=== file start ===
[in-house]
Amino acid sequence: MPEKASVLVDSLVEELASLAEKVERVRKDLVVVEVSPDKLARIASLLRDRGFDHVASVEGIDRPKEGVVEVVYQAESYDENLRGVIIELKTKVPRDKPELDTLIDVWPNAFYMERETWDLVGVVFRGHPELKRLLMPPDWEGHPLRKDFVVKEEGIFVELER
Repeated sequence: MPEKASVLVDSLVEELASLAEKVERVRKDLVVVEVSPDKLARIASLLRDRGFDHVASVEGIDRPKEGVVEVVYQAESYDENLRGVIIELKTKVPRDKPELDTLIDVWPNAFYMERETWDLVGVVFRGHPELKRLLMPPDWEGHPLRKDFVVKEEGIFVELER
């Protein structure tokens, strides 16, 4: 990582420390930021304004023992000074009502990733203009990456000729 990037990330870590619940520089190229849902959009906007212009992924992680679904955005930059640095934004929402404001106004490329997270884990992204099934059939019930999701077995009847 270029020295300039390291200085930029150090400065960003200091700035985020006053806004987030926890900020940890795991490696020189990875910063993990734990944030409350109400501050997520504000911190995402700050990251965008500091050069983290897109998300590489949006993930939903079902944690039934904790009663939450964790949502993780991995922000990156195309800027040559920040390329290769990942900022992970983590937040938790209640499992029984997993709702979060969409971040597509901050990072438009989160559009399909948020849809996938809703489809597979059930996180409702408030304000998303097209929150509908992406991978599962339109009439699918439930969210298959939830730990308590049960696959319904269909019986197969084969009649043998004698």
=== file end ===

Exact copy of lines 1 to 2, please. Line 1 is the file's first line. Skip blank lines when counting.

[in-house]
Amino acid sequence: MPEKASVLVDSLVEELASLAEKVERVRKDLVVVEVSPDKLARIASLLRDRGFDHVASVEGIDRPKEGVVEVVYQAESYDENLRGVIIELKTKVPRDKPELDTLIDVWPNAFYMERETWDLVGVVFRGHPELKRLLMPPDWEGHPLRKDFVVKEEGIFVELER